Initially Malloy’s Commissioner of Education, Stefan Pryor, tried to “persuade” the City of Hartford to turn Clark Elementary School over to Achievement First, Inc. the charter school chain that Pryor co-founded.

When the parents, teachers and Clark School community fought back, the Hartford Board of Education, the majority of whom are appointed by Hartford Mayor Pedro Segar, said no.

At that point, Pryor and the Malloy administration switched to Plan B.

Plan B was to force Hartford to turn the local neighborhood school over to Friendship Charter Schools of  Washington DC through a no-bid contract process.

Once again parents, teachers and the Clark School Community fought back.

But Commissioner Stefan Pryor, along with his aides, has spent that last few weeks trying to force Hartford to give up their opposition and agree to turn their school over the private charter school company.

According to sources who attended meetings about this issue, the Pryor’s group has told parents that the only way Clark Elementary School can get significantly more funds to improve their school is to allow this backroom deal to go forward.

When some community leaders complained that the Friendship Charter School chain was being forced upon them, Commissioner Pryor’s aide, Andrew Ferguson, shot back saying, “You’ve had years to do this internally.”

Ferguson’s comment is particularly repulsive and inappropriate since the Connecticut State Department of Education is well aware of the historic underfunding of Connecticut’s schools and that there is absolutely nothing preventing Pryor from investing additional funds in Clark Elementary without making the community give up control of their neighborhood school to a private out-of-state charter school company.

While the level of arrogance emanating from the Connecticut State Department of Education is shocking, the real question is who has participated in the behind the scenes effort to undermine the teachers and parents and push forward with the deal to hand Clark Elementary over to the Washington D.C.’s Friendship Charter School chain.

To date, freedom of information requests for all communication between the Malloy administration and the corporate leadership of Friendship Charter company have gone unanswered.

Therefore, an additional request will submitted today,

The new FOI request will again be made pursuant to the  Connecticut Freedom of Information Act.

The new request is a demand that the State Department of  Education turn over all written communication, memos, documents, emails and corresponding attachments that mention “Friendship Charter” and were sent to or from Commissioner Pryor, Adam Goldfarb (Pryor’s chief of staff), Morgan Barth (Pryor School Turnaround Director) or Andrew Ferguson (Pryor and Barth’s aide assigned to the Clark School Committee).

The request covers all communication created, sent or received during the period from September 1, 2013 through today, March 28, 2014.

In addition, the State Department of Education is instructed to turn over a list of all phone calls that were made by these four individuals, along with the date, time and duration of each call.  The request covers both the office and cell phones of those four previously mentioned state employees.

If the Malloy administration were serious about transparency, honesty and fairness, these materials would be immediately turned over and shared with the Clark School community prior to any  final vote on the future of Hartford’s Clark School.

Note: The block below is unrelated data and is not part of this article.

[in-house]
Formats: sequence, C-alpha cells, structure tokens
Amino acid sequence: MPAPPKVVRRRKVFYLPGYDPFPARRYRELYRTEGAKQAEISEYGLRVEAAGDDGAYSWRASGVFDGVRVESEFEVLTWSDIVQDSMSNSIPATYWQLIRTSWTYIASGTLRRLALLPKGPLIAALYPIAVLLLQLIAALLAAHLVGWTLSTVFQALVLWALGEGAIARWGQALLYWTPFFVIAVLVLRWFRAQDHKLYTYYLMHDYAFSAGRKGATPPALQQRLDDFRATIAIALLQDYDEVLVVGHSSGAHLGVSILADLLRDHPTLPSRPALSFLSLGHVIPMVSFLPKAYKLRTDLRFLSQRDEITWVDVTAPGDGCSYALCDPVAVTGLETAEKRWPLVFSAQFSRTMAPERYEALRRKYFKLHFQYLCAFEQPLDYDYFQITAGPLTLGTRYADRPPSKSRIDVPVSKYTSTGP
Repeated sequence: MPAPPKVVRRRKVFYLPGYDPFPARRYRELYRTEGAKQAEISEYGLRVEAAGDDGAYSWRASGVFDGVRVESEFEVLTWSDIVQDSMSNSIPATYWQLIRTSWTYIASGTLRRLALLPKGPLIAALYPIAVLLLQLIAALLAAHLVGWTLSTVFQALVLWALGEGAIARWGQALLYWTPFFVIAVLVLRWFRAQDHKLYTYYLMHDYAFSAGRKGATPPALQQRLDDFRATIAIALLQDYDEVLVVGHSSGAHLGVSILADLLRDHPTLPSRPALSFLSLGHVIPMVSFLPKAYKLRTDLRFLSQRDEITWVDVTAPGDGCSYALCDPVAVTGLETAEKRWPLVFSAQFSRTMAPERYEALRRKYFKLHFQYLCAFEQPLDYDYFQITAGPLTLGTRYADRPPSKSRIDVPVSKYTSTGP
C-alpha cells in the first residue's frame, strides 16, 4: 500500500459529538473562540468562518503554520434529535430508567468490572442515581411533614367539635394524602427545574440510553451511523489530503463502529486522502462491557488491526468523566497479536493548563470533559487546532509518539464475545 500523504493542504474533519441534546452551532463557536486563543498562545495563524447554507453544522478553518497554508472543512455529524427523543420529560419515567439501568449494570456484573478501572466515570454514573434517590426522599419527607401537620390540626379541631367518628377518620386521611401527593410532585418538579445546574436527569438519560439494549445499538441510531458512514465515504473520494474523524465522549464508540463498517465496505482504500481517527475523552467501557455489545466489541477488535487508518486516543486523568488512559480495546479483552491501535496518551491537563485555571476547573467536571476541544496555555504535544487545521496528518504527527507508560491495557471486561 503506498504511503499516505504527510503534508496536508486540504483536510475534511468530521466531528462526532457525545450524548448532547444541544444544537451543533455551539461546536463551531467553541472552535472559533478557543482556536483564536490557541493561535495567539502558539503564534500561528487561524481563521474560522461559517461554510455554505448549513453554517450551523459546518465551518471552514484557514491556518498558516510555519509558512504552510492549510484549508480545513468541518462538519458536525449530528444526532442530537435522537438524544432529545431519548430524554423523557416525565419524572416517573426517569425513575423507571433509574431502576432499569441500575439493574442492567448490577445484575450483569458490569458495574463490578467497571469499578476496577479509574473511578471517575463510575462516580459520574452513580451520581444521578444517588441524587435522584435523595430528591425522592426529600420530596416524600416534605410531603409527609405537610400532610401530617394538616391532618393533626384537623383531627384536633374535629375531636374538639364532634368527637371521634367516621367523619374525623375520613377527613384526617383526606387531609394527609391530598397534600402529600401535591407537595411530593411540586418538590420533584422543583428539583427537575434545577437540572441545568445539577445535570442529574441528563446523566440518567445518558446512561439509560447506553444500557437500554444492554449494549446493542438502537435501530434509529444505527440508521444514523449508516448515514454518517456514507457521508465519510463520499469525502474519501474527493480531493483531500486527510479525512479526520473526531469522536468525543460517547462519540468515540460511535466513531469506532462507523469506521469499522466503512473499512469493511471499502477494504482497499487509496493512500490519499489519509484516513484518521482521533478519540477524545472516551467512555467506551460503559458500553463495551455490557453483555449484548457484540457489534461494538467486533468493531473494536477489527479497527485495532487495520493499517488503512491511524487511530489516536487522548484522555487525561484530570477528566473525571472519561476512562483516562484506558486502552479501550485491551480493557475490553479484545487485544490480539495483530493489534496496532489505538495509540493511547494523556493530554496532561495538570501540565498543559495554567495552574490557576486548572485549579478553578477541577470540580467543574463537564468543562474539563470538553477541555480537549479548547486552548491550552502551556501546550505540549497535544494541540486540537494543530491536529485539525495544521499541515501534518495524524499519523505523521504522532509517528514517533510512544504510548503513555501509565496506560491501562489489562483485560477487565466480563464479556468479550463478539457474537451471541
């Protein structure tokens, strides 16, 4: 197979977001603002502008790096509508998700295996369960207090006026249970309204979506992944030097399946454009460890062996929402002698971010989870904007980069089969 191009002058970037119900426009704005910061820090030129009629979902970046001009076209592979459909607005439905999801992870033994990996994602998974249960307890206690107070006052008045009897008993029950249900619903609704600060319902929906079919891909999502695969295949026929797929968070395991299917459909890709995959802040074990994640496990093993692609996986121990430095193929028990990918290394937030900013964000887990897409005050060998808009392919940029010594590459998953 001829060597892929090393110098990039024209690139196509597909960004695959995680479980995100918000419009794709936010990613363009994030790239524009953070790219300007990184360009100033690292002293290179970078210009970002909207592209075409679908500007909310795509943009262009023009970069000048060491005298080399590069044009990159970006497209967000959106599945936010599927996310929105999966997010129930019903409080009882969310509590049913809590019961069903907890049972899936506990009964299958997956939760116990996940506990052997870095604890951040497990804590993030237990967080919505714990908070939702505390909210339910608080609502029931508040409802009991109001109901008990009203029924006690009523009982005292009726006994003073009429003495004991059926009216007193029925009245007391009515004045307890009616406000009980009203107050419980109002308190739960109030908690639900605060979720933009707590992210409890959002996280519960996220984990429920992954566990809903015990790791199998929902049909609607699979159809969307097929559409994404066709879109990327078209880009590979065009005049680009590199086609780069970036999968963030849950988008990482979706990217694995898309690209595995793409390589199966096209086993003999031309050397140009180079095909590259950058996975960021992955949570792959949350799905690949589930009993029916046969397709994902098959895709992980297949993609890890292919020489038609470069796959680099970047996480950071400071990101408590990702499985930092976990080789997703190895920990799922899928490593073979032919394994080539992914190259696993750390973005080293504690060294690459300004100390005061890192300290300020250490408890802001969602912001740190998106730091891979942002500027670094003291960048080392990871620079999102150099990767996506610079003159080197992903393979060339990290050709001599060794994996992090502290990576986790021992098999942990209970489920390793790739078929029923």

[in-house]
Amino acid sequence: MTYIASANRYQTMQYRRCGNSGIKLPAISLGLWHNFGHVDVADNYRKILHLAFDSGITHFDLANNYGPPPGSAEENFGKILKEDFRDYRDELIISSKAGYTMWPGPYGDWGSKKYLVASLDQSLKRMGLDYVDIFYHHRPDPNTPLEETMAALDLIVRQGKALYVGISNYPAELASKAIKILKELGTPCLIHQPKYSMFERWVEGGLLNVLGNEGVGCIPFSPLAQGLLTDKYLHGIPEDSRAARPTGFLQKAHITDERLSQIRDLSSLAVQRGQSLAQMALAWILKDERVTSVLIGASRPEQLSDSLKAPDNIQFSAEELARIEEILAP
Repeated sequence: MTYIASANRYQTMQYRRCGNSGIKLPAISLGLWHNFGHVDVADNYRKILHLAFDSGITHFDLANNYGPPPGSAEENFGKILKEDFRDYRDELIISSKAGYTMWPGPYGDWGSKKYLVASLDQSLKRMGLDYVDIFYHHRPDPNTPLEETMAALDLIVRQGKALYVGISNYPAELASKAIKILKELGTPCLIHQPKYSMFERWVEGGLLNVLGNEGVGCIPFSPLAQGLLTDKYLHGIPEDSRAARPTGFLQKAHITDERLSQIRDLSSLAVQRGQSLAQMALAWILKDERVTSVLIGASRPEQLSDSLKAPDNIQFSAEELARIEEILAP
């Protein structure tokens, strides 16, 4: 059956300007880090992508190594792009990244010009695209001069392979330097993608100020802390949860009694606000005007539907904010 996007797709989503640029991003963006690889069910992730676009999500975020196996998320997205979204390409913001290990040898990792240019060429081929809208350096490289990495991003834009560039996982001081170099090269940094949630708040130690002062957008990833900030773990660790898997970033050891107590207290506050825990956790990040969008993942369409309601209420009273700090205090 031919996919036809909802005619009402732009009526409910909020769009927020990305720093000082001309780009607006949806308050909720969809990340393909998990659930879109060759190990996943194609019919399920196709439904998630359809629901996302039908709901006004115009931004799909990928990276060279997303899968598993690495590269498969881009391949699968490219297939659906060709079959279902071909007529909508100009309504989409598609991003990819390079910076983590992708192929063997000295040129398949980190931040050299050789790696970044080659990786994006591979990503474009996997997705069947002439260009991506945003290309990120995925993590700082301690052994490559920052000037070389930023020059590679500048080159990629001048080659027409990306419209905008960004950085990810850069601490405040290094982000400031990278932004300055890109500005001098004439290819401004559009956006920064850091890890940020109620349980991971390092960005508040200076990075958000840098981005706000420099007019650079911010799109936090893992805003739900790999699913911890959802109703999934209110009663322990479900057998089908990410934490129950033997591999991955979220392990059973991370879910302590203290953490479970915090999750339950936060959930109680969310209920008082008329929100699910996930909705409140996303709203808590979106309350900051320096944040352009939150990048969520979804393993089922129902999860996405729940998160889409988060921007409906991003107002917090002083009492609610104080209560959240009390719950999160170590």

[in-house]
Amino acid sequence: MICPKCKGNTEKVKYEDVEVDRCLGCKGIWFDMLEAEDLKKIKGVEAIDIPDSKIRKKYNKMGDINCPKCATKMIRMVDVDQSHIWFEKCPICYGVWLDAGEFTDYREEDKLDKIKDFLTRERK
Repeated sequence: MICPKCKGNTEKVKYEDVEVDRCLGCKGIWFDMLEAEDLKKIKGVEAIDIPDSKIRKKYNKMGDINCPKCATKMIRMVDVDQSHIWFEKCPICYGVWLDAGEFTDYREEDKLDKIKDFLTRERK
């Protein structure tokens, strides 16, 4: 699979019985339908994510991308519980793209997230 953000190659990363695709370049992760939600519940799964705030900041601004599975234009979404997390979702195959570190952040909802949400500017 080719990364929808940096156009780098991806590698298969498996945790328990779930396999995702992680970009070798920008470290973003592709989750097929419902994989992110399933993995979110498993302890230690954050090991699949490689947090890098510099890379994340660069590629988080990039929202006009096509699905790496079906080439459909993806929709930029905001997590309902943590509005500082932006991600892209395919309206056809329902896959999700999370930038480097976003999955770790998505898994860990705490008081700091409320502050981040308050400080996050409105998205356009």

Mass Insight contract “magically extended” on its last day. Cost to taxpayers: $800,000

Mass Insight Contract “magically extended” on its last day.  Cost to taxpayers: $800,000

The cornerstone of Governor Malloy’s corporate education reform industry initiative is the concept of “turnaround schools” and the creation of the “Commissioner’s Network.”  Both strategies are part of Malloy’s broader effort to allow private entities to run public schools.

The task of implementing those outrageous policies rests with Education Commissioner Stefan Pryor and two members of his personal staff, Adam Goldfarb (Chief of Staff) and Morgan Barth (Director of the Office of School Turnaround).

Morgan Barth is the former Achievement First employee who illegally taught and worked in Achievement First schools for six years.

Last year, as part of their ongoing effort to undermine local control and privatize public education in Connecticut, Commissioner Pryor let go or re-assigned the extremely experienced team of State Department of Education experts who had been helping towns work through the challenges of educating students in Connecticut’s largest and poorest districts.

Pryor let go the four Leaders in Residence and three superintendents, each of whom had direct experience working with administrators and teachers in urban classrooms and school districts where the majority of students face the challenges of poverty, language barriers or special education needs.

Pryor also re-assigned the State Department of Education’s experts on bullying and improving school climates, multi-cultural education and bilingual and English language learning programs.

Instead of utilizing Connecticut experts, Pryor retained an out-of-state, politically-connected company called Mass Insight for nearly $1 million. 

To service the contract with Pryor, Mass Insight sent in a handful of inexperienced, out-of-state consultants.  In the first four months of the contract, Mass Insight replaced nearly every one of these out-of-state consultants with another inexperienced, out-of-state consultant.  In some cases the consultants lasted no more than a few weeks in the job. 

But as a group, Mass Insight’s consultants, with Morgan Barth at the helm, managed to alienate superintendents, principals and local boards of education in many of Connecticut’s thirty Alliance Districts.